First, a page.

Importance Large-scale whole-exome sequencing studies of head and neck squamous cell carcinoma (HNSCC) have established that the disease is dominated by frequent mutations in tumor suppressor genes with rare activating mutations in oncogenes that would be easily targetable with molecular agents. There was evidence in these reports, however, that activating mutations in phosphoinositide 3-kinase catalytic subunit p110α (PIK3CA) were common in patients with human papillomavirus (HPV)-positive tumors. We set out to test this prediction in oropharyngeal patient samples from our institution.
Objective To confirm whether activating mutations in PIK3CA are frequent in HPV-positive HNSCC because this mutated oncogene represents a potential therapeutic target.
Design, Setting, and Participants A retrospective search of the London Health Sciences Centre pathology database was performed to identify oropharyngeal cancer samples. DNA from pretreatment primary site biopsy samples from 87 patients were tested for high-risk HPV types 16 and 18 by real-time polymerase chain reaction.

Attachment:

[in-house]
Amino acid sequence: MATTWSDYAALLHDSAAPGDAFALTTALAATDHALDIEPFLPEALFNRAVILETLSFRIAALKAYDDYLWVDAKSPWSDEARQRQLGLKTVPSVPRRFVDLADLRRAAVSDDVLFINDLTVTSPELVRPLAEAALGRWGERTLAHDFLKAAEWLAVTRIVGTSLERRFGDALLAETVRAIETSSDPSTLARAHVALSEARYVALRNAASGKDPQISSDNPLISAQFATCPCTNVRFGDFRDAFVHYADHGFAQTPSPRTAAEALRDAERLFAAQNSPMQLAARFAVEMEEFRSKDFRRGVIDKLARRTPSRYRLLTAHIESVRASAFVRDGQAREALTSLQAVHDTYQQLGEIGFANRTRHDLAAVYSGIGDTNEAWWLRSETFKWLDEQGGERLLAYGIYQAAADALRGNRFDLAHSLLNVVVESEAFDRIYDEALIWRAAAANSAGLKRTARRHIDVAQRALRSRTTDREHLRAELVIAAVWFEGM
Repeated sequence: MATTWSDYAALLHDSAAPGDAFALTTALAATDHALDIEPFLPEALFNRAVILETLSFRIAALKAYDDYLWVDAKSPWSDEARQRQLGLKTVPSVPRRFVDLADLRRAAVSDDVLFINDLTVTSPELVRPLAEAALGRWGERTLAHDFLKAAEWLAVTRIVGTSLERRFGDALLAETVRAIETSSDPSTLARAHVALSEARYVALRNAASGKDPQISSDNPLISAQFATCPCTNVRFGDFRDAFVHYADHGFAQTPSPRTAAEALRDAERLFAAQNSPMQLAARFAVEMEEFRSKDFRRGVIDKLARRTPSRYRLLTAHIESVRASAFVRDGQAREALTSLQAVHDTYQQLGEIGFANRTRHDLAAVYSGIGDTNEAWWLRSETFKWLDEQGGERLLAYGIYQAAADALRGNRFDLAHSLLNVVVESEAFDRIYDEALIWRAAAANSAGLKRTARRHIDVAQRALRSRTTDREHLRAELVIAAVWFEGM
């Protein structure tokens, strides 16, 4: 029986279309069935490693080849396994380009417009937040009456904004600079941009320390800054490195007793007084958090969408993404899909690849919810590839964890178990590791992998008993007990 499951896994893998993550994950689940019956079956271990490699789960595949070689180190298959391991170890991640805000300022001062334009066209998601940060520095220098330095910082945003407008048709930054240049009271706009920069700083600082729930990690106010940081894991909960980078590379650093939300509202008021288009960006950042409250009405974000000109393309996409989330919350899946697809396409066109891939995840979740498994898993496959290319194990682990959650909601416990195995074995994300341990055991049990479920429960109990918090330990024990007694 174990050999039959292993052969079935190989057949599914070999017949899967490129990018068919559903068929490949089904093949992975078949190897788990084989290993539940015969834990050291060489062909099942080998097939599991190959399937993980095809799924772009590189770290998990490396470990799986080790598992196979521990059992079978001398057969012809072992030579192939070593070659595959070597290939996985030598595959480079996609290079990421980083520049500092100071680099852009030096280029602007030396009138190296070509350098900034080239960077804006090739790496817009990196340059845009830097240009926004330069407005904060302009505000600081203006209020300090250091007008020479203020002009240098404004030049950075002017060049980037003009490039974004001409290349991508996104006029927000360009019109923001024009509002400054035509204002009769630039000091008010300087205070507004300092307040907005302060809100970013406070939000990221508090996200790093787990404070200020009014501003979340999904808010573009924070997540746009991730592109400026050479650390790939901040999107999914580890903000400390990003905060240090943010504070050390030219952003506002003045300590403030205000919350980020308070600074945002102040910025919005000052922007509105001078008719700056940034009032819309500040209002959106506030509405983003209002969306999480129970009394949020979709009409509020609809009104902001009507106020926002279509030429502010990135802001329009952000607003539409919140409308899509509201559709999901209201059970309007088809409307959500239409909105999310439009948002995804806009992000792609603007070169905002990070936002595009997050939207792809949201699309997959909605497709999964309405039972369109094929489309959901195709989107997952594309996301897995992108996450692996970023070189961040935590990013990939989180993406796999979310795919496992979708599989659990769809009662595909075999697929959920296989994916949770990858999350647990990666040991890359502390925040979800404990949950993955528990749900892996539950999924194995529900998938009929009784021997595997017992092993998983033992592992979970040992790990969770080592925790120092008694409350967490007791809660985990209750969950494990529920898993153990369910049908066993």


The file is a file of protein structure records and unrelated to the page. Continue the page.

Main Outcomes and Measures Samples were tested for activating mutations at the 3 mutational hot spots (codons 542, 545, and 1047) by polymerase chain reaction followed by Sanger sequencing using forward and reverse primers.
Results Only 4 of 41 HPV-negative tumors (10%) demonstrated PIK3CA hot spot mutations, including 3 at codon 1047 and 1 at codon 542. Of 46 HPV-positive tumors, 13 (28%) demonstrated activating PIK3CA mutations, including 7 at codon 542, 5 at codon 545, and 1 at codon 1047. The difference in PIK3CA mutation frequency was significantly different between HPV-positive and HPV-negative cancers (P = .03).
Conclusions and Relevance Although there has been a suggestion that activating PIK3CA mutations are common in HPV-positive HNSCC, to our knowledge, this is the first study to clearly identify this phenomenon. Targeting PIK3CA with molecular agents in HPV-positive patients may be a mechanism to improve cure rates and decrease treatment toxic effects in this rapidly growing cohort of patients.